13 April 2010
Source: New Scientist
Don't tell Sting, but human activity may not be all bad news for the Amazon. A study of South American savannahs suggests that even before Europeans arrived, farmers were changing ecosystems with a landscaping method previously unrecognised in the region. What's more, the pre-Columbian alterations may have increased biodiversity.
"Human actions cannot always be characterised as bad for biodiversity," says Doyle McKey of the University of Montpellier 2, France. "Some might be good."
McKey and his colleagues came to their conclusion after studying some strange features of the savannahs of French Guiana. These plains are flooded during the rainy season, dry and parched in the summer, and often burned by fires. It was while walking through this landscape that McKey started wondering about undulations in the terrain.
It turned out that they are mounds, mostly about 1.5 metres across and 30 centimetres high. McKey thinks that pre-Columbian farmers made them as beds for crops that drained well in the rainy season. Sure enough, when the team tested the mounds' drainage capacity, they found it was nine times as high as the seasonally flooded savannah.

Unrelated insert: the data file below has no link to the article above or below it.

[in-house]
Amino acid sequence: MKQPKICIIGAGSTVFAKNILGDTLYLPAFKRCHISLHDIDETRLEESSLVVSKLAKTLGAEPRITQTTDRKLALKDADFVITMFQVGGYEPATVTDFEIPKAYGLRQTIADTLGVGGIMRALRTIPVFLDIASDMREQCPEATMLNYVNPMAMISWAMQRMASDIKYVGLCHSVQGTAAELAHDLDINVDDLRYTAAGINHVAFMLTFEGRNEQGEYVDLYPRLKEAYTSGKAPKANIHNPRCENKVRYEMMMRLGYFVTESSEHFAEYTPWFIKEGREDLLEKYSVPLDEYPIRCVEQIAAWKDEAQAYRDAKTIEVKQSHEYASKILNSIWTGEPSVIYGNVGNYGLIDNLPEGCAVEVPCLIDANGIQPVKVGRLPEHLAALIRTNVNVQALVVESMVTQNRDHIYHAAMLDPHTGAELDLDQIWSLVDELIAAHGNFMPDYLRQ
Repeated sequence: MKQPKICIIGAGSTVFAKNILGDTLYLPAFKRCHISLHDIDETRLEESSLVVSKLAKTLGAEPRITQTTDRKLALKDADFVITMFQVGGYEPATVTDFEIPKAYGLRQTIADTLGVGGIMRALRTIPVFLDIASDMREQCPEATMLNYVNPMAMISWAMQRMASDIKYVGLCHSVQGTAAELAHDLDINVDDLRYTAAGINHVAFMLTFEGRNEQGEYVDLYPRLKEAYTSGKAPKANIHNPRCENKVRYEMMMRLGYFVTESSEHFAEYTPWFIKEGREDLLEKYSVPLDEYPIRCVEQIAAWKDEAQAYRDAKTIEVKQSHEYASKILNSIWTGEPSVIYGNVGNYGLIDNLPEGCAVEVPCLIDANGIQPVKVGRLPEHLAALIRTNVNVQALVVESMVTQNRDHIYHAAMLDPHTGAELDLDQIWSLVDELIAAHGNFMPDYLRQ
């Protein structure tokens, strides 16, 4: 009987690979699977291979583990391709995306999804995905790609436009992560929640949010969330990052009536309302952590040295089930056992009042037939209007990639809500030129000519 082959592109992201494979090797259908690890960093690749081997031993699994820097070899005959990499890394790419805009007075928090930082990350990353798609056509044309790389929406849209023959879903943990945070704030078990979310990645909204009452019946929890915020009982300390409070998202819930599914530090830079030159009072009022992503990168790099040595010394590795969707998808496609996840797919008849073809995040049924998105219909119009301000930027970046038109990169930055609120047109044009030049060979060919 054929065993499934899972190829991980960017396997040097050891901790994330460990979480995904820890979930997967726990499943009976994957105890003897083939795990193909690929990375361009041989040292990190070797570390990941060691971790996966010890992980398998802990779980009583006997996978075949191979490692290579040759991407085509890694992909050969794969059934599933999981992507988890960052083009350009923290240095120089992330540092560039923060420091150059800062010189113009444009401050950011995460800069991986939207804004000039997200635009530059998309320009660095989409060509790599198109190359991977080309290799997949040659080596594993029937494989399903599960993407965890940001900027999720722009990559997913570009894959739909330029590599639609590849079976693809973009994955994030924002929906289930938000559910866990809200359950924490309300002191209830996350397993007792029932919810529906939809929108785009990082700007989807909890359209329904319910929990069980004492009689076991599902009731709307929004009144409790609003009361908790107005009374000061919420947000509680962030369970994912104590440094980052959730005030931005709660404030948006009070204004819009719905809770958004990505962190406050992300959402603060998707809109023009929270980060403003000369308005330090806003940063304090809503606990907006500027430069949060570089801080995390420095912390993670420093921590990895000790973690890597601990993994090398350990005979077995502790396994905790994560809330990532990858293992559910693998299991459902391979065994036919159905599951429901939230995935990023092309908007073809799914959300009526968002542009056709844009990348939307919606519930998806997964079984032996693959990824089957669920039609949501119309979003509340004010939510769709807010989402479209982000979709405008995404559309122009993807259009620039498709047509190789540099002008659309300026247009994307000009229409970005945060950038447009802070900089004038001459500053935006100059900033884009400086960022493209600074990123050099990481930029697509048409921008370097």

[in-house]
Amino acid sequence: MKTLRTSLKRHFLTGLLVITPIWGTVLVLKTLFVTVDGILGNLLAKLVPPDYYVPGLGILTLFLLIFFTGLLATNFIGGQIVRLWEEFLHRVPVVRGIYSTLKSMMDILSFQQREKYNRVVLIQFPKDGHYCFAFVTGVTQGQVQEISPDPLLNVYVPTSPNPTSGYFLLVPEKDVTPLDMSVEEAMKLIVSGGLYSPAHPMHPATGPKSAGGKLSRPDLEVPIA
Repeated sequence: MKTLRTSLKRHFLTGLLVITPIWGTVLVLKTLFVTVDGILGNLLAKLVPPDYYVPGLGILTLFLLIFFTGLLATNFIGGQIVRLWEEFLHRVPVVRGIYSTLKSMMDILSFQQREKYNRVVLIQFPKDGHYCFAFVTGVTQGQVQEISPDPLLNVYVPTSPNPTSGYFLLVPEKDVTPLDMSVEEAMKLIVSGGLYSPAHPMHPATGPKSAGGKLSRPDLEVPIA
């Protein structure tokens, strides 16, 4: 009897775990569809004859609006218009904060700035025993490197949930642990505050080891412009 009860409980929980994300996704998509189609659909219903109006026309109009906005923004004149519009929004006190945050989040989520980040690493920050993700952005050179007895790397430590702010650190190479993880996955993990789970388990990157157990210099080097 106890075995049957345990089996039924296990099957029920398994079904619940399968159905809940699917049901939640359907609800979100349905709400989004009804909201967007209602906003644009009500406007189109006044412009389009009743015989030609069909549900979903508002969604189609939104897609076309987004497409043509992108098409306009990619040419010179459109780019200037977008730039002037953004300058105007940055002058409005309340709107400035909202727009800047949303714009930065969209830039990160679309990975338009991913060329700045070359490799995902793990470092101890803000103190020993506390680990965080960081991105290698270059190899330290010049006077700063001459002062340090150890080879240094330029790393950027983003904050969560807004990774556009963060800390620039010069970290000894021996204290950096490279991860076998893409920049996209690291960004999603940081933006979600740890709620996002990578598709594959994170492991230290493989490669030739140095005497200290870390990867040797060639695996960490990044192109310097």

Once these fields were abandoned between 800 and 400 years ago, plants and animals colonised the mounds, creating a new ecosystem. Specifically, McKey's team found that the leaf-cutter ant Acromyrmex octospinosus, the predatory ant Ectatomma brunneum and the Nasutitermitinae subfamily of termites preferred to build their nests on the raised beds.
The Acromyrmex, which are fungus-growing ants, even transported large quantities of organic matter to their nest. This in turn has caused the plants on the mounds to grow bigger and their roots deeper. The consequent structural integrity of the mounds and their excellent permeability to water has protected them from erosion by flood waters.
McKey expects that the alterations have been beneficial for the biodiversity of the area. "It's clear that a savannah with this heterogeneity will have a higher biodiversity than just a flat savannah," he says.
Besides French Guiana, such mounds can be found in Surinam, Belize, Venezuela, Ecuador, Bolivia and Mexico. The new study is bound to further fuel the debate over whether most of the Amazon rainforest and the associated savannahs are pristine ecosystems. "To my mind, the debate has been too black-and-white," says McKey. "Nature and culture are interacting to produce interesting things, and maybe that the way this debate should go."
Journal reference: Proceedings of the National Academy of Sciences, DOI: 10.1073/pnas.0908925107
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